*Discussed Geopolitics. Egypt plane crash, terrorism, and bullies
My husband loves CNN and watches it quite a bit throughout the day. I originally felt like I needed to shelter my children from the horrible tragedies in the world. I however have come to the decision that this was not the correct path to take with our children. All 5 older children were part of this conversation. We learned the basics about terrorism which quickly moved to learning about bullies and the plight of people throughout the world who suffer from terroristic threats on a routine basis.
*Discussed democratic process: Difference between democrats and republicans, what is a primary, voting processes.
After learning about terrorism we quickly moved on the learning about the democratic process. I could have talked about this subject till I was blue in the face a few months ago and the children would not have absorbed any of the information. Since learning about this information was their decision however they really absorbed the information and found it fascinating.
*How a rainbow is formed
*Animal tracks. How to track different animals based on tracks
*Measuring Lions and Tigers
We had been learning about Lions and other large cats throughout the week. I knew that learning the facts about the sizes of the animals wasn't REALLY sinking in for the kids. I can say "the Lion is 2 Daddy's long" but that wasn't really working to help the kids visualize how BIG these animals are. So we pulled out the reference books, tape measure, and sidewalk chalk. The children worked together to measure out the different cats on the back patio. They were shocked by the sizes of these animals. I have to admit I was pretty shocked by the size of the Siberian Tiger!
Looking through our list I did see some general points of interest.
Our oldest daughter (11yrs old) seemed to be the most quizzical and interested in investigating different subjects. The younger three girls spent the majority of their time outside playing house and riding their bikes. I am sure they were learning *something* during this time. I am just not sure exactly what they were learning.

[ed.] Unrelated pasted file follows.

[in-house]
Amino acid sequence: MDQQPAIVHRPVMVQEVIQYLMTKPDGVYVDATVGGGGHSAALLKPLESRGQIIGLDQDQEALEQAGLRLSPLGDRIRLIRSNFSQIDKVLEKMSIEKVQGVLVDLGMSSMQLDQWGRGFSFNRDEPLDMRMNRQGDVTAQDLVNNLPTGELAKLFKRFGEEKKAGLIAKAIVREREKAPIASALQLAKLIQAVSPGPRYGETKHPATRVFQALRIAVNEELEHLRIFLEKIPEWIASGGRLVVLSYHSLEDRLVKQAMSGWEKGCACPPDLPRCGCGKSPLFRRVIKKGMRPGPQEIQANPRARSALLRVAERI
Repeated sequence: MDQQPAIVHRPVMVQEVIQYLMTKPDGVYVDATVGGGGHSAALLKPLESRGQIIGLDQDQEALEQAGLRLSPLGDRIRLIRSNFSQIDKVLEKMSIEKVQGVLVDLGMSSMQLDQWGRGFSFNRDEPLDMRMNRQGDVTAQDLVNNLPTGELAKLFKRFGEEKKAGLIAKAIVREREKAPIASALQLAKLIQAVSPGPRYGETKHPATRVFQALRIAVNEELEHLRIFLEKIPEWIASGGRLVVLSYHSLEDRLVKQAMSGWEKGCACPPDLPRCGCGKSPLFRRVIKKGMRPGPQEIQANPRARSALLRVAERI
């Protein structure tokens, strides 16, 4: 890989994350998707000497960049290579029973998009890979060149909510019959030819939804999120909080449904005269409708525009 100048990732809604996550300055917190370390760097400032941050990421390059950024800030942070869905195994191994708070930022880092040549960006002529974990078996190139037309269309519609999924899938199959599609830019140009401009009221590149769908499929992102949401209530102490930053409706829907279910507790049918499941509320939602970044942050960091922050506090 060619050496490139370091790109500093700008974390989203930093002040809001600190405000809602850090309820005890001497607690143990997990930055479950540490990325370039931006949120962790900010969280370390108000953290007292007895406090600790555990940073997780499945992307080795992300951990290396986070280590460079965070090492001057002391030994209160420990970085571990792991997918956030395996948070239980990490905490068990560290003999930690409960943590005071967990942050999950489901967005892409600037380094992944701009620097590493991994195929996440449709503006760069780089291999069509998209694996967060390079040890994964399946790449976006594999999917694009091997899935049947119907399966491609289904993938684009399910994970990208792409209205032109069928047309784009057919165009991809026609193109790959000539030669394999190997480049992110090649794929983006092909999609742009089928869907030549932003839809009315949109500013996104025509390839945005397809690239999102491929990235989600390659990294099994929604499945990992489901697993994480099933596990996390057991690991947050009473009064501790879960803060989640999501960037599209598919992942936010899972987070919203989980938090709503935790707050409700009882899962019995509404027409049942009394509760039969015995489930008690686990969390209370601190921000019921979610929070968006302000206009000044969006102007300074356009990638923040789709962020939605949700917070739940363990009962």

The children also did not have any interest in investigating anything math related. The few math activities that we completed were totally my idea and did not go anywhere near the level of the math work they had been completing.
This week was a lot more work for ME! I had the preconceived idea that "unschooling" or "child led learning" would be easier on me for the week. I pictured piles of books everywhere and me off taking care of the little ones and keeping the house clean. In my imagination the older girls would sit down and read about all the things that interested them and I would get a break for a week. Yeah right! This week was exhausting! Between finding all the information and books, coming up with projects on the fly, and randomly stopping what we were doing to go into research mode at the drop of a hat.......I was tired! It is MUCH easier to open a boxed curriculum and work our way through the books as listed in the teachers manual.
So what did we decide for the future of our homeschooling journey?
I am not equipped to be an "unschooling" or "child led learning" parent for the long term. I can see the benefits for children and families however. Being able to follow "rabbit trails" and explore the topics that interest you is a major plus of homeschooling in general. As a year round homeschooling family I could see adding in a week of "unschooling" here and there every few months. Maybe at the end of each semester or right before a major holiday. This is definitely something I need to think and pray about for the future.
If you have experience with unschooling I would love to hear about it!